Praise Wednesday! Praise Technical Boy! The television adaptation of Neil Gaiman’s fantastical opus American Gods finally made it to the small screen. The Bone Orchard, the first of the eight-episode first season, is nothing short of faithful and dazzling.
From its opening moments, The Bone Orchard is crafted with care and precision, thanks to the masterful storytelling capabilities of showrunners Michael Green (Heroes, Kings) and Bryan Fuller (Pushing Daisies, Hannibal).
Every scene in the first episode of American Gods is like something out of a painting. We open with a “coming to America” sequence, written and narrated by Thoth – the Egyptian God of wisdom – composing his story in a well-decorated study. He writes of a group of Vikings, the first to arrive in America, hundreds of years before Leif Erikson and Christopher Columbus.
The Vikings are welcomed to this new land by an onslaught of arrows, insects, hunger, and utter uncertainty. Eager to return home, they find themselves stranded, as their ship won’t sail due lack of wind. The Vikings make a number of sacrifices to their God, the All-Father Odin. This includes burning out one of their eyes with a red-hot blade, burning one of their own alive, and a bloody and grotesque battle royale. Finally, the Gods answered, and the wind has returned. The Vikings leave the new world, never to return again. However they have left their mark, leaving a wooden sculpture of Odin on the beach.
The old Gods have arrived in the new world.
From there, the world-building begins quickly and boldly, handled with a style that is next to impossible to describe. You just need to go and watch it for yourself.
We are introduced to Shadow Moon (Ricky Whittle), who is days away from getting out of prison and reuniting with his wife Laura (Emily Browning). Whittle gives Shadow an emotional weight right off the bat, as everything good in his life is taken away in an instant. Laura dies in a horrific car accident alongside his best friend, who had a job waiting for him.
Shadow has to go home for his wife’s funeral and gets on his first plane ride and meets the enigmatic, smooth-talking Mr. Wednesday (Ian McShane). He makes Shadow an offer he cannot refuse — yet he somehow does.
And then – “somewhere in America” – we meet Bilquis (Yetide Badaki). A Goddess who leads a scene that is eye-popping. Jaw-dropping. It’s a sex scene that was a tad difficult to visualize if you read the book. Now that it is brought to life on the small screen, it’s still hard to comprehend.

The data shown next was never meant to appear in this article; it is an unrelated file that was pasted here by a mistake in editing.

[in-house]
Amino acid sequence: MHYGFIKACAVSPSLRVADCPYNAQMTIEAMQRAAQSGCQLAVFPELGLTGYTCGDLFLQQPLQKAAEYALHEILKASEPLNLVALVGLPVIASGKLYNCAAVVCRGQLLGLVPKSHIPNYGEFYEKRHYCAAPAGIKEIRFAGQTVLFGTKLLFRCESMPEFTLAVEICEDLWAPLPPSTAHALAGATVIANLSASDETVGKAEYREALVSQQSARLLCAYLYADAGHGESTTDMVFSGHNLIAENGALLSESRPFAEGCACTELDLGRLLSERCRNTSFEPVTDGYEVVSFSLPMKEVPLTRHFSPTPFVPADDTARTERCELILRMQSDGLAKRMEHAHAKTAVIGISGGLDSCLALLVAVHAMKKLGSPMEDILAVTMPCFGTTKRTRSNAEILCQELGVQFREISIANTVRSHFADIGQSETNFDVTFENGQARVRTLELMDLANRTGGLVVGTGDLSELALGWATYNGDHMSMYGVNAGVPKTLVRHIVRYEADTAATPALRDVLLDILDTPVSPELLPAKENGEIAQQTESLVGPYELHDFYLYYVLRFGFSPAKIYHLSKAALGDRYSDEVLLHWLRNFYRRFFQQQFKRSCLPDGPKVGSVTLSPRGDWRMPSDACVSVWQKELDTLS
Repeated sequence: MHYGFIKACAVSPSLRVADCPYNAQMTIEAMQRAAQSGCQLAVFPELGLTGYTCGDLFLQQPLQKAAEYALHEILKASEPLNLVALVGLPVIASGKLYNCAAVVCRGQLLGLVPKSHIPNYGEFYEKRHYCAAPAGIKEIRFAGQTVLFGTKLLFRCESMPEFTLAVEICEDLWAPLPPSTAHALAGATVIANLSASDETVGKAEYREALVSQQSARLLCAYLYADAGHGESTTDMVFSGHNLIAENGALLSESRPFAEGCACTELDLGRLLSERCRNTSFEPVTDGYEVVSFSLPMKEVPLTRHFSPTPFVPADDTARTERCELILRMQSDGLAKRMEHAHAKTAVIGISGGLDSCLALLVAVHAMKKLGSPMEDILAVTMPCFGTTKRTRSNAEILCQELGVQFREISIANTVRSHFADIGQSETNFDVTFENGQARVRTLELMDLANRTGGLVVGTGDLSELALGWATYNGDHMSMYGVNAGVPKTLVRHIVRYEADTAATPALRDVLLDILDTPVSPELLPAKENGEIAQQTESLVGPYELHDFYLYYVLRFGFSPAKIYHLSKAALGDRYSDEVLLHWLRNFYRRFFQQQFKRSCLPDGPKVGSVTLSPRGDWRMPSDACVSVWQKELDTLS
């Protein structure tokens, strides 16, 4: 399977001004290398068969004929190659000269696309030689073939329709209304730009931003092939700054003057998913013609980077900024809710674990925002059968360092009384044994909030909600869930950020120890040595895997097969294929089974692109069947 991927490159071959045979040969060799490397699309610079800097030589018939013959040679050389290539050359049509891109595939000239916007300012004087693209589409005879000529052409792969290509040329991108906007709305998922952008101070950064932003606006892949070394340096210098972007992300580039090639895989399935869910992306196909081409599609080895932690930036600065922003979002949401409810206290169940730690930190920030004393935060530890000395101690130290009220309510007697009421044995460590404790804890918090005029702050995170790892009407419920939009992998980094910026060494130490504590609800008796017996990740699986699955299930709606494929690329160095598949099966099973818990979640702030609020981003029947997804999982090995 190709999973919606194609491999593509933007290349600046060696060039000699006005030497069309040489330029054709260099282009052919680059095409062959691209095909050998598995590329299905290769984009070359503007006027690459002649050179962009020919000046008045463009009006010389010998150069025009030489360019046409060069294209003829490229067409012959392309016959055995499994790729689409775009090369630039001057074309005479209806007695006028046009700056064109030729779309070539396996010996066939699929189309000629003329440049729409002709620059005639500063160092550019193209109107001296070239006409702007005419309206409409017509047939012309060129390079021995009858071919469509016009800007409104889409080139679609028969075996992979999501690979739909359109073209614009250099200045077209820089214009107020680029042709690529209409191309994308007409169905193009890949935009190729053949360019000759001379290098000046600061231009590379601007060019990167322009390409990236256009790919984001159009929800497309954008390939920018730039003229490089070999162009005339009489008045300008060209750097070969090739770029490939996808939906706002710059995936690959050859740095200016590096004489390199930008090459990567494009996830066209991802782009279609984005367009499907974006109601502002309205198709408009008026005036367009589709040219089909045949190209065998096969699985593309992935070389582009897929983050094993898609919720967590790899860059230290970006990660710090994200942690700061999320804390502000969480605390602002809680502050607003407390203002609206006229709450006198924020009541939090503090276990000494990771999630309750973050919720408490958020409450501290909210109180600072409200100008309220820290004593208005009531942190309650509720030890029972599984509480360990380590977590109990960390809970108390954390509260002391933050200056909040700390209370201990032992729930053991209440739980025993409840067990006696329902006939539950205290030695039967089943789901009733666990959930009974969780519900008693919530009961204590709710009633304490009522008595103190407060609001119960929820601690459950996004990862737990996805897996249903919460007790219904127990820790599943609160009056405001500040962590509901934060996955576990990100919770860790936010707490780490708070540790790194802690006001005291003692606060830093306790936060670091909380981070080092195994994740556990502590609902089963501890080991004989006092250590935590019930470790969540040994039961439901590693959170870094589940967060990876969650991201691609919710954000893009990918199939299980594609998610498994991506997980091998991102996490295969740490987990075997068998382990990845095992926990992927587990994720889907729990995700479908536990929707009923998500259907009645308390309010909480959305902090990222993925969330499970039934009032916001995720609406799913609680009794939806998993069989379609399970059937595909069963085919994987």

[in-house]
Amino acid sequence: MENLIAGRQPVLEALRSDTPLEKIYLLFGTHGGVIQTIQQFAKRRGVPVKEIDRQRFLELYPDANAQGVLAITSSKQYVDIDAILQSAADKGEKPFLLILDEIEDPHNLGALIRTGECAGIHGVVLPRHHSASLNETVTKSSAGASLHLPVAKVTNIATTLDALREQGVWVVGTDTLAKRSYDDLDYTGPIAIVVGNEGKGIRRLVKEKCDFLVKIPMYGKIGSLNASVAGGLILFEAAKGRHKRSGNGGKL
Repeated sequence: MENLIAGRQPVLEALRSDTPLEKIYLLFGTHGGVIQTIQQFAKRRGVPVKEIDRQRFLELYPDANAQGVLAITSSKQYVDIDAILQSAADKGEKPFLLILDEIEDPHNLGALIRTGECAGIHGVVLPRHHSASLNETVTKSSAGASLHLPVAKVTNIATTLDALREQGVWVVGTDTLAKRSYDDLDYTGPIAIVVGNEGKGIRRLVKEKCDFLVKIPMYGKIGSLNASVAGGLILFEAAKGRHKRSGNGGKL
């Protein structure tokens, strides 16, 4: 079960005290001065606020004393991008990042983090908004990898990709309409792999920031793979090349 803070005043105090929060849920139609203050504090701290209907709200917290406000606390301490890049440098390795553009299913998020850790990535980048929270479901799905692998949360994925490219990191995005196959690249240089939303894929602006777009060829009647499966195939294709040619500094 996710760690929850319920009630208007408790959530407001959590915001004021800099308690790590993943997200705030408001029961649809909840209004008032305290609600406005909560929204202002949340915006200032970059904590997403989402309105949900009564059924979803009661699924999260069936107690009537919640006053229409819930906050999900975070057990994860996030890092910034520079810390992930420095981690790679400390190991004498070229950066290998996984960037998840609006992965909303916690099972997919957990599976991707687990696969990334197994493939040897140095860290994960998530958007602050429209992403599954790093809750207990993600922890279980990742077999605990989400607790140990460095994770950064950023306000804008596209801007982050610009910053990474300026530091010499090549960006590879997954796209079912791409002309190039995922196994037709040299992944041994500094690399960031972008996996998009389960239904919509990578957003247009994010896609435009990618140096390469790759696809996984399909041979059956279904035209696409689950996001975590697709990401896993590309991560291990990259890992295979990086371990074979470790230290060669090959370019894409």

Back to the main story, Mr. Wednesday finds Shadow at a bar, struggling to pay for a meal. He once again tries to woo Shadow into his employ. After a botched coin toss (never bet against a God), Shadow caves and is hired as Mr. Wednesday’s driver, bodyguard, and aide-de-camp.
Mad Sweeney (Pablo Schreiber), a drunken, seven-foot-tall Leprechaun shows Shadow a coin trick of his own. Sweeney says he will reveal the secret to the trick, if Shadow fights him. Moon refuses, but is provoked by the deranged Irishman. The two brawl in the bar, ending with Shadow waking up in the back of Mr. Wednesday’s car, on the way to Laura’s funeral, with no memory of how the fight ended, and one of Sweeney’s gold coins in his pocket.
Shadow finally makes it to his wife’s funeral only to find out that she died in the car with his best friend, Robbie, with whom she was having an affair. After the funeral, Audrey (Robbie’s wife and Laura’s best friend) offers revenge sex to Shadow on her husband’s freshly dug grave. He refuses and, after a few solemn words with his deceased wife, throws Sweeney’s coin on Laura’s grave.
On his way to rendezvous with Mr. Wednesday, Shadow is kidnapped by Technical Boy, a pipe-smoking, pompous wunderkind of a New God, who knows he’s working for Mr. Wednesday. Wanting to know what Mr. Wednesday is up to, Technical Boy threatens Shadow by having him deleted. Shadow, employed by Mr. Wednesday for only a few hours, doesn’t know a thing. This still pisses off Technical Boy, who commands his faceless thugs to beat the piss out of Shadow and lynch him.
The episode ends with Shadow saved by an unknown entity.
The episode isn’t perfect, but pretty darn close. There’s a lot to unpack in this one episode. There are pacing issues, and you might find yourself a bit lost if you have not read the book. Still, the unique visuals and clear setup of things to come should make you clamoring for the next episode.
American Gods does not hold back any punches. The Bone Orchard has made that abundantly clear. Director David Slade helps Gaiman’s tale come to life, taking you through a trippy trip of striking visuals, compelling performances, and the start of a most epic story. It’s horror, fantasy, and mythology, with wildly imaginative storytelling and unconventional narrative. And it’s one of the biggest strides in the evolution of cinematic television in years.